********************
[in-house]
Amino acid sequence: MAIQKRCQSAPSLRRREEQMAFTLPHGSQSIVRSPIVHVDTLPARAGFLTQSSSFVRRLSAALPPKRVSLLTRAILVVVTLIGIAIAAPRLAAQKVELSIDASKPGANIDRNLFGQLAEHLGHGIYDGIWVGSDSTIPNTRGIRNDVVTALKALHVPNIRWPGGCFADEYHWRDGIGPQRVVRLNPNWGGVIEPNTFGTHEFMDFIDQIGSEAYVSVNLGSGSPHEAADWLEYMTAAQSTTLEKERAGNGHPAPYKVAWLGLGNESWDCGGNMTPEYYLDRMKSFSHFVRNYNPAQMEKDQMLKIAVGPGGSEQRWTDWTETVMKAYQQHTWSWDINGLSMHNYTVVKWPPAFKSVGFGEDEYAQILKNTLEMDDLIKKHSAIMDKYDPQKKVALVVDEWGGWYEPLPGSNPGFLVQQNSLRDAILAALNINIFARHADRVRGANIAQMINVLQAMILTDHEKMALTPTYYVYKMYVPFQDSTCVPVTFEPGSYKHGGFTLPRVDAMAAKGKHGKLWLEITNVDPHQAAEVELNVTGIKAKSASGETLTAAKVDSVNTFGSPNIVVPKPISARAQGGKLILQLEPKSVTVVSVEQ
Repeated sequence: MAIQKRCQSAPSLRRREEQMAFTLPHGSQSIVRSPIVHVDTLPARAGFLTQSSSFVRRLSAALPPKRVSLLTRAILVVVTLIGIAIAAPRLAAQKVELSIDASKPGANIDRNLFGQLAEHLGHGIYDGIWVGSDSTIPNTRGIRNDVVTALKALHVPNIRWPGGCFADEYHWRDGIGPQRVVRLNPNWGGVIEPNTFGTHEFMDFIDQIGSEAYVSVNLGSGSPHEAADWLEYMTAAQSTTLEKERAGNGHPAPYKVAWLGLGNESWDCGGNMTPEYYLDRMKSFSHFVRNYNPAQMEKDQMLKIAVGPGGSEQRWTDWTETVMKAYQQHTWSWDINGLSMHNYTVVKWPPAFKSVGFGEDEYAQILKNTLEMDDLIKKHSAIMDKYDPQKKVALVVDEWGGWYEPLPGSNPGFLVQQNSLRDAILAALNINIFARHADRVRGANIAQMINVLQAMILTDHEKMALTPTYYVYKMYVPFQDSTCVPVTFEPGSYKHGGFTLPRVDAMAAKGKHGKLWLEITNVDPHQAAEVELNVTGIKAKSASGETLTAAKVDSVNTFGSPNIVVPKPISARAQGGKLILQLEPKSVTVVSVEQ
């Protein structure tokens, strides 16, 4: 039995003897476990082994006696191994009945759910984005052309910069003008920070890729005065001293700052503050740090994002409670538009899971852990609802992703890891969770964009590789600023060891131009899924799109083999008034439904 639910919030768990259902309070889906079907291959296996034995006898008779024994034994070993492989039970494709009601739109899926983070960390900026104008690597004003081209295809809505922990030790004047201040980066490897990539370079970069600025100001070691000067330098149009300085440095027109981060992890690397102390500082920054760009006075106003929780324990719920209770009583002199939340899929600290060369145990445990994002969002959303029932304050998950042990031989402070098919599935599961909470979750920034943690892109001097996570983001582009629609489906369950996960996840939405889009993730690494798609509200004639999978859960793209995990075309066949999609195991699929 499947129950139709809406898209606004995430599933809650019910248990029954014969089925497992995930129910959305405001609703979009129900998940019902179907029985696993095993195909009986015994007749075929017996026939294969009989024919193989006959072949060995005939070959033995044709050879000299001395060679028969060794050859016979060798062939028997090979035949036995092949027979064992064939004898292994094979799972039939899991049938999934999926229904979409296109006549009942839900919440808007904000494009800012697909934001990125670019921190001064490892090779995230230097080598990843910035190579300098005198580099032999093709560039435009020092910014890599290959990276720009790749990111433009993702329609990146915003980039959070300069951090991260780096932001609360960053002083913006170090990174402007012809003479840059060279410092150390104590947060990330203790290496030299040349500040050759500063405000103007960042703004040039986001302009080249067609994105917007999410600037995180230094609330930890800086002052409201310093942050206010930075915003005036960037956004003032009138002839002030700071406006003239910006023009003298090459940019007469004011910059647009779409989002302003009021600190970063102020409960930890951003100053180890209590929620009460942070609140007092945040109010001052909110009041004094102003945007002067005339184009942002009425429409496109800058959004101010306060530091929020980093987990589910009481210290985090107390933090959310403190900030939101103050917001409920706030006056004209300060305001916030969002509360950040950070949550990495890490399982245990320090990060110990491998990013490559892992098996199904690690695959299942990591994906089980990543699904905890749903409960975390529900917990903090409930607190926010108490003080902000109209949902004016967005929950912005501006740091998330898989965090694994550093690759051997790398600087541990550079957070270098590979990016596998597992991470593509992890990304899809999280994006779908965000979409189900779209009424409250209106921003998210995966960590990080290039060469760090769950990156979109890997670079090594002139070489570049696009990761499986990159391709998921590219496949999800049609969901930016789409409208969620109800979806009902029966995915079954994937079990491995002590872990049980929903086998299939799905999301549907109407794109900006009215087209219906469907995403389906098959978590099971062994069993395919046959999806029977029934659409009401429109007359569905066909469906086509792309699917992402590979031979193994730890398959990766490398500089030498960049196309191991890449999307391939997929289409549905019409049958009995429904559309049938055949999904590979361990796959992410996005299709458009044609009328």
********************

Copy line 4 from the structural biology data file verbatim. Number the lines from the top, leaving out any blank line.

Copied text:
């Protein structure tokens, strides 16, 4: 039995003897476990082994006696191994009945759910984005052309910069003008920070890729005065001293700052503050740090994002409670538009899971852990609802992703890891969770964009590789600023060891131009899924799109083999008034439904 639910919030768990259902309070889906079907291959296996034995006898008779024994034994070993492989039970494709009601739109899926983070960390900026104008690597004003081209295809809505922990030790004047201040980066490897990539370079970069600025100001070691000067330098149009300085440095027109981060992890690397102390500082920054760009006075106003929780324990719920209770009583002199939340899929600290060369145990445990994002969002959303029932304050998950042990031989402070098919599935599961909470979750920034943690892109001097996570983001582009629609489906369950996960996840939405889009993730690494798609509200004639999978859960793209995990075309066949999609195991699929 499947129950139709809406898209606004995430599933809650019910248990029954014969089925497992995930129910959305405001609703979009129900998940019902179907029985696993095993195909009986015994007749075929017996026939294969009989024919193989006959072949060995005939070959033995044709050879000299001395060679028969060794050859016979060798062939028997090979035949036995092949027979064992064939004898292994094979799972039939899991049938999934999926229904979409296109006549009942839900919440808007904000494009800012697909934001990125670019921190001064490892090779995230230097080598990843910035190579300098005198580099032999093709560039435009020092910014890599290959990276720009790749990111433009993702329609990146915003980039959070300069951090991260780096932001609360960053002083913006170090990174402007012809003479840059060279410092150390104590947060990330203790290496030299040349500040050759500063405000103007960042703004040039986001302009080249067609994105917007999410600037995180230094609330930890800086002052409201310093942050206010930075915003005036960037956004003032009138002839002030700071406006003239910006023009003298090459940019007469004011910059647009779409989002302003009021600190970063102020409960930890951003100053180890209590929620009460942070609140007092945040109010001052909110009041004094102003945007002067005339184009942002009425429409496109800058959004101010306060530091929020980093987990589910009481210290985090107390933090959310403190900030939101103050917001409920706030006056004209300060305001916030969002509360950040950070949550990495890490399982245990320090990060110990491998990013490559892992098996199904690690695959299942990591994906089980990543699904905890749903409960975390529900917990903090409930607190926010108490003080902000109209949902004016967005929950912005501006740091998330898989965090694994550093690759051997790398600087541990550079957070270098590979990016596998597992991470593509992890990304899809999280994006779908965000979409189900779209009424409250209106921003998210995966960590990080290039060469760090769950990156979109890997670079090594002139070489570049696009990761499986990159391709998921590219496949999800049609969901930016789409409208969620109800979806009902029966995915079954994937079990491995002590872990049980929903086998299939799905999301549907109407794109900006009215087209219906469907995403389906098959978590099971062994069993395919046959999806029977029934659409009401429109007359569905066909469906086509792309699917992402590979031979193994730890398959990766490398500089030498960049196309191991890449999307391939997929289409549905019409049958009995429904559309049938055949999904590979361990796959992410996005299709458009044609009328």